Medal of Honor: Warfighter Interview with Rich Farrelly
Earlier this year we had the chance to talk to Rich Farrelly from Danger Close Studios about Medal of Honor Warfighter (read our preview here). It wouldn’t be a push to say that the FPS market is a little crowded, most of which are modern-day military shooters. Warfighter is running on the Frostbite 2 engine so we already know it looks and sounds good, and the Medal of Honor series is longer running than the elephant in the room – Call of Duty, so we know these guys know how to make solid and playable game. Yet Danger Close can’t afford to be lazy – Medal of Honor Warfighter still needs a certain something if gamers are going to connect with it, and I wanted to find out what that is.
There’s a lot of returning cast from the first game – how are you planning on making the story a lot more relatable to those guys, than in say the previous game, where… without sounding offensive, they were kind of just names.
Well those guys are back; Voodoo, Mother and Preacher are in the game. We plan on telling a very deep story with all those characters, and we’ve multiple methods as to how we’re going to do that. Much like we did in the last game; the talk scenes with the General and Colonel and the operations stuff, trying to keep those multiple layers going at the same time. We’re really excited this time, we think the quality of what we’re going to produce is going to be much higher in terms of fidelity and we kind of need it too.
You saw at the beginning of the demo we had that personal moment overlaid with the voice over of the wife and Preacher. We want to tell that story of Preacher, his wife, how being deployed so often to mysterious places is telling on her, and the effect that has on them – the human side of it. I think that’s what really differentiates us from other shooters; you know there’s lots of them and this ain’t my first rodeo. Obviously there’s so many FPS games, even multiple within EA and we’ve got to figure out what it is that defines us because at the end of the day a shooter is – military or not – just a dude with a gun moving through an environment, eliminating targets to get to the end right? It’s really important that that’s fun and compelling and fast and smooth, but when you step outside of that you’ve got to figure out what makes it unique.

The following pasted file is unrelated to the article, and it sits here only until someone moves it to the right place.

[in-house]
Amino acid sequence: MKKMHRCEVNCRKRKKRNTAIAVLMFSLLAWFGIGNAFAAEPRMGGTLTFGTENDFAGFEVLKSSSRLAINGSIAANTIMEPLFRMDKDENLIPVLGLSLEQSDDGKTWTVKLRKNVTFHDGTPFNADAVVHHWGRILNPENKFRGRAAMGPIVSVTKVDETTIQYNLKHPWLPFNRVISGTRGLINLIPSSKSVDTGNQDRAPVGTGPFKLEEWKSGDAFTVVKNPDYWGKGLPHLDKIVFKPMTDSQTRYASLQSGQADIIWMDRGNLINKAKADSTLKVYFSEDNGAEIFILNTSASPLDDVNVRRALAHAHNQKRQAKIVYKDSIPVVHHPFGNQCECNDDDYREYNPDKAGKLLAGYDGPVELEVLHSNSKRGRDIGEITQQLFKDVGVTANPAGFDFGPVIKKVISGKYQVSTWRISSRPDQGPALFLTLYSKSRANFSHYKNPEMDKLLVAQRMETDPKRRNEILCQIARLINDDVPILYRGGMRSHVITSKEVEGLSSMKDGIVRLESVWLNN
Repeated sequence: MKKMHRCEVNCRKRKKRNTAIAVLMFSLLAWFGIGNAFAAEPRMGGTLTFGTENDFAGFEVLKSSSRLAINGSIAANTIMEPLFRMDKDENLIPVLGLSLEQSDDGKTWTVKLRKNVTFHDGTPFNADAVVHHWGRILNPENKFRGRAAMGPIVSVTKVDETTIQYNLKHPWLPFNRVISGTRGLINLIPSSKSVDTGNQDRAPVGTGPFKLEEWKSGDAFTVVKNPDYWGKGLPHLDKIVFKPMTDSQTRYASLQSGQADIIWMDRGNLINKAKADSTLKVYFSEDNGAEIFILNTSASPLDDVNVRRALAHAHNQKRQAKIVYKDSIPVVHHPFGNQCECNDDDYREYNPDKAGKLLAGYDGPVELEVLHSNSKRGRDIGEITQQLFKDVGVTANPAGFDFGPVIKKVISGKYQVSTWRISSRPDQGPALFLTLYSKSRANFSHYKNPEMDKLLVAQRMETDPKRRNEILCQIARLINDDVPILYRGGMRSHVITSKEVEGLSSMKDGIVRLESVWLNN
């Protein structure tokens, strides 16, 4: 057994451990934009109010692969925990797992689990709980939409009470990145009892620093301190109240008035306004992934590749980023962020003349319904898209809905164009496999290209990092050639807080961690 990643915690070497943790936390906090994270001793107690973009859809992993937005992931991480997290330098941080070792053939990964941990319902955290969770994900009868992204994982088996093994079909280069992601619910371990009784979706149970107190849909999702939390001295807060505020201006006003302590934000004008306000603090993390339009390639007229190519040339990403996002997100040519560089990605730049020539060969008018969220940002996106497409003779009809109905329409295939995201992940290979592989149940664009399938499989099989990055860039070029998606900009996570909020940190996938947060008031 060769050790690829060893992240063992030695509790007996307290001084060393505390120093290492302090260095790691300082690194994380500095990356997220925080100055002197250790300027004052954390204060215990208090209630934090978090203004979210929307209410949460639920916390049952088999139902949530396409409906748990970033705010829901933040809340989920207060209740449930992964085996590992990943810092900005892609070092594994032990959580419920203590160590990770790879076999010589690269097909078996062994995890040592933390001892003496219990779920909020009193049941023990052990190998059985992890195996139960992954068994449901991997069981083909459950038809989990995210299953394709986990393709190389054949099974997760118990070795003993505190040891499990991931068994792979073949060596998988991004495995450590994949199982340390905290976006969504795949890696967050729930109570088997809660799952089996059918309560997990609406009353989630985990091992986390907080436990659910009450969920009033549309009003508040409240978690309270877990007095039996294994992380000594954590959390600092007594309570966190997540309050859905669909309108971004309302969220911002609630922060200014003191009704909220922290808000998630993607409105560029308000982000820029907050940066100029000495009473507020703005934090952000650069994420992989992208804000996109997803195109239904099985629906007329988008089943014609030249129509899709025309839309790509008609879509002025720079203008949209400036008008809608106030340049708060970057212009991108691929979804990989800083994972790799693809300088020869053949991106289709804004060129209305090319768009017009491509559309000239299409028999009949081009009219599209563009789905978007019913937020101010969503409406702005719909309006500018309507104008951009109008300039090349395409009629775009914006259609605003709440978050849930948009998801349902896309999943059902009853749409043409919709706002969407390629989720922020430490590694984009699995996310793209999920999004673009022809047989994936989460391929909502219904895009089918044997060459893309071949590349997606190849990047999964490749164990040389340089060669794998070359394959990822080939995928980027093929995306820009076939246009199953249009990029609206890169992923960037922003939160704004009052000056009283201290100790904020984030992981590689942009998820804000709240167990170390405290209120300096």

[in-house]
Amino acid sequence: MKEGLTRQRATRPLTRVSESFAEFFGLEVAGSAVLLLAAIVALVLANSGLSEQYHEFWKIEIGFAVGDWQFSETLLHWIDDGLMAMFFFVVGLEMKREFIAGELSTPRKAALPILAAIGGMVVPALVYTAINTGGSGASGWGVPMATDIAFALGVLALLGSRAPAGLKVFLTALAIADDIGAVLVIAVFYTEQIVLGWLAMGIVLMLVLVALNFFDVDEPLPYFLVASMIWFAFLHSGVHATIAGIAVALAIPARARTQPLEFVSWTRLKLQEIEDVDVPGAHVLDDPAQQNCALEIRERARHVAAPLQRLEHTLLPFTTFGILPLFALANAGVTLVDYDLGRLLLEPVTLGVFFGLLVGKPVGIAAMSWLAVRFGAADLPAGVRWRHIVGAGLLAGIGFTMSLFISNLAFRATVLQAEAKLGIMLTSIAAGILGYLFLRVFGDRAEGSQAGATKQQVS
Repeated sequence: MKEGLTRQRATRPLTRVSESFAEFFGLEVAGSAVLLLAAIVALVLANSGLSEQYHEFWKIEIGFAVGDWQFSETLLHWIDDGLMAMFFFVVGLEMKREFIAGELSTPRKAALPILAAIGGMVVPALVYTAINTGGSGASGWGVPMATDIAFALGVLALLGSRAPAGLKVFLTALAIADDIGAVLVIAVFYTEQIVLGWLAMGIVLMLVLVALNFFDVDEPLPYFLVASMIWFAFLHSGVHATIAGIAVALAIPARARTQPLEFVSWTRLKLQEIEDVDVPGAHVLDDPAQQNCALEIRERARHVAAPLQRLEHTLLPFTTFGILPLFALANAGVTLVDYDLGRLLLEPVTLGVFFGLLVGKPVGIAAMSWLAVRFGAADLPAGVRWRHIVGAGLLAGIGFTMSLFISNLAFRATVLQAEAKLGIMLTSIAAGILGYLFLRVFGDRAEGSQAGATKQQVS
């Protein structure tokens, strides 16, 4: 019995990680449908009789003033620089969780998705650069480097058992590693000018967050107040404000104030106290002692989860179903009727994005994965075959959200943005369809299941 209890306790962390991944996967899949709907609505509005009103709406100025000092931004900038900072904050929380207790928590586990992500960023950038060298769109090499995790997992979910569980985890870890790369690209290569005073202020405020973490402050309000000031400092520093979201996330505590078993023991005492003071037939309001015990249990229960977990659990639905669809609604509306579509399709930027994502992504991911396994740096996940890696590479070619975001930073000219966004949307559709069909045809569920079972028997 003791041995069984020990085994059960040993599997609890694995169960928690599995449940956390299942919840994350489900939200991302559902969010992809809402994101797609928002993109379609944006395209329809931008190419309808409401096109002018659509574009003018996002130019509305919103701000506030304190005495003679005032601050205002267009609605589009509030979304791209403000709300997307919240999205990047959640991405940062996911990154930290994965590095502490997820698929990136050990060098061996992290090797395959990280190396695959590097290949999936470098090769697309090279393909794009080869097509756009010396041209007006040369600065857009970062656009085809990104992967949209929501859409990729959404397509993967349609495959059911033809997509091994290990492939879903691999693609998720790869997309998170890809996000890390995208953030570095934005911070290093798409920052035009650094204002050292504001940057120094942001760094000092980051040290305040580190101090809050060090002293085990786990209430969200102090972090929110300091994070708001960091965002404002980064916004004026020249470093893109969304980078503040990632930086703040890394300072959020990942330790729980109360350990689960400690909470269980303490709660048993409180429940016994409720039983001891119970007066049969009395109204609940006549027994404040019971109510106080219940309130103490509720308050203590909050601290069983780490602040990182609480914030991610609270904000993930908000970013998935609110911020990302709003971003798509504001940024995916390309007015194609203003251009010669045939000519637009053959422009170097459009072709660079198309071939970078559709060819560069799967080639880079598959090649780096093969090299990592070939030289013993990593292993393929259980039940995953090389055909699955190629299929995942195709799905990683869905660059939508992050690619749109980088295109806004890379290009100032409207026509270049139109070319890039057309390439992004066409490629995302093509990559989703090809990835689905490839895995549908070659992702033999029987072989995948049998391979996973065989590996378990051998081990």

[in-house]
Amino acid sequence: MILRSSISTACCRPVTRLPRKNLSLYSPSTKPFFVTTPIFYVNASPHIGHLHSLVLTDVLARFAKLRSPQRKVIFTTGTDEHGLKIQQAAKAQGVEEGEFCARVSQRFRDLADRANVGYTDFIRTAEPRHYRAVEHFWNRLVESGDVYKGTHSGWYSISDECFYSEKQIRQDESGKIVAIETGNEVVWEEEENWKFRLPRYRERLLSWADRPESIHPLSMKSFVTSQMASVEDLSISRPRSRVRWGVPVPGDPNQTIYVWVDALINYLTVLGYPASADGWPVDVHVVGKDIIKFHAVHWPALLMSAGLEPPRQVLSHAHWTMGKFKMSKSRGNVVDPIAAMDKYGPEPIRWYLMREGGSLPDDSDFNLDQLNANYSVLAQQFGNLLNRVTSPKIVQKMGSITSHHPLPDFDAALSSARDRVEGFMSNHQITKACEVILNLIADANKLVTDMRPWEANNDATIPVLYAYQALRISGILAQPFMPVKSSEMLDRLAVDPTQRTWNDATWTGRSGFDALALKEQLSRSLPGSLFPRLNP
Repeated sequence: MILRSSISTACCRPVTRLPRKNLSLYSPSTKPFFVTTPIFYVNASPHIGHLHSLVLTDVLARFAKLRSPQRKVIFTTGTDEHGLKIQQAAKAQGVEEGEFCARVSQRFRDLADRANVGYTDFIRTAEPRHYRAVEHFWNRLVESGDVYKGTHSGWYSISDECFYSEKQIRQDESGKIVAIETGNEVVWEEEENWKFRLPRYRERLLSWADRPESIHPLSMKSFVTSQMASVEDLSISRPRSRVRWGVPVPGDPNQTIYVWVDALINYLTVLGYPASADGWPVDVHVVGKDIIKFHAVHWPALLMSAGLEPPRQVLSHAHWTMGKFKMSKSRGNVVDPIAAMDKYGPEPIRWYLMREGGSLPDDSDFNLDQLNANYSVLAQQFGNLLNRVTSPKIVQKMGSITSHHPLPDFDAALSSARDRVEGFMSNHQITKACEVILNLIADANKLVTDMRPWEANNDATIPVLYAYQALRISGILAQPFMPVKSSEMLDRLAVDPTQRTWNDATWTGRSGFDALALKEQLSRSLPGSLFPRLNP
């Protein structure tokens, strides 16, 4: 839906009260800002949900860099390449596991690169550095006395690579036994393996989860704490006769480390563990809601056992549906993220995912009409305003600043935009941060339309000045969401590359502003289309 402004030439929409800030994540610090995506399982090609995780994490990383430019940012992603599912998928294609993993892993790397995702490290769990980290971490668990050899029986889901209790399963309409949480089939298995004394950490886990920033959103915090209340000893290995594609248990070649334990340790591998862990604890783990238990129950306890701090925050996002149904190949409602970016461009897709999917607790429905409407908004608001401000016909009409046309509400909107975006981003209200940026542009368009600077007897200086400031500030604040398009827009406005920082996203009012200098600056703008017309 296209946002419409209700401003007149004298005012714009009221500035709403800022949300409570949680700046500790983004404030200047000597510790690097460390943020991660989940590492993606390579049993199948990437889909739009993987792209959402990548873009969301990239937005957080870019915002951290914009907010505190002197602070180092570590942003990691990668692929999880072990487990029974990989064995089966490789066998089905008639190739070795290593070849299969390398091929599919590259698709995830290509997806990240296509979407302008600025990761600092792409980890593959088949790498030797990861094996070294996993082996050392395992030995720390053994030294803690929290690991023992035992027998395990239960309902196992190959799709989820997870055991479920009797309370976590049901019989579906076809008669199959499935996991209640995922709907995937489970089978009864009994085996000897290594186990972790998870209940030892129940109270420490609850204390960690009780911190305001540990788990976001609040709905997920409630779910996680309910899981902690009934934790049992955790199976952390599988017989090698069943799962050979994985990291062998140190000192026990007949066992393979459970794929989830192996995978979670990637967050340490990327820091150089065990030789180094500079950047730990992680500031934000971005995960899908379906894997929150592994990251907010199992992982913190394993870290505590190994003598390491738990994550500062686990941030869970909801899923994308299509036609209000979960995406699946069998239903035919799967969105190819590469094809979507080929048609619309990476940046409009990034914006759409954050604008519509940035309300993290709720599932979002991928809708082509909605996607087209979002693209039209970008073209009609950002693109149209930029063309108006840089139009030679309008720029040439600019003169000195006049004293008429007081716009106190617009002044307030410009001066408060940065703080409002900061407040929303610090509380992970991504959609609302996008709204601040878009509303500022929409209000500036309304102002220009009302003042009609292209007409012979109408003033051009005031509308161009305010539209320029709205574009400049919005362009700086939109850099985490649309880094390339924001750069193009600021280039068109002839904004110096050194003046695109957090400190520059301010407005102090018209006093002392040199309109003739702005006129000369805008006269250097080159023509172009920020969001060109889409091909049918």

I only just game on Medal of Honor with the last game back in 2010 and I had to look at all of the Medal of Honors that came before it, to find out what is it about the series that people were so drawn to back in 1999 when it came out. There were three things that we took away from that and wanted to keep.
“Obviously there’s so many FPS games, even multiple within EA and we’ve got to figure out what it is that defines us…”
What were the three things?
Commitment to authenticity… These aren’t in any order by the way, they are all of equal importance. So, commitment to authenticity, respect for the soldier and telling the soldier’s story from the soldier’s point of view. The authenticity we have in spades, with unprecedented access to two dozen operators. Recently we’ve hired Tyler and Greg who are both former army special operations for ten years, and they’re in our building all day everyday which helps massively with that authenticity.
Respect for the soldiers – that ties into the authenticity, especially with the tier one operators. Part of our aim is to depict these guys as more human and closer to how they actually are; they’re not Rambo, they’re not super men.
Like Tyler said earlier it takes ten minutes to dress up like a commando but it takes ten years to become one, and that’s really resonated with me. These guys are highly skilled, highly trained, super intelligent precision instruments of war but they’re not reckless and they’re not Serious Sam. We want to make it feel like everything they do in the game is deliberate, its got a reason and of course it is still an end product and has to be compelling and fun for the players.
We do kind of pull out to the very hairy edge of what would be considered plausible at times because we want to have those peaks and valleys in our player experience. At the same time we’ll zero in on those human moments like when we’re helping those hostages into the boats, we portray it in a very realistic way because thats exactly how they would do it.
In any other game it would be a case of they walk down the stairs and suddenly they are in the boat, section over.
Yeah exactly, but guess what? We actually have real operators in suits mo-capping that stuff. Door breaches… same thing – that’s how we get that Je ne sais quoi if you will, it’s that level of authenticity we can bring to the table.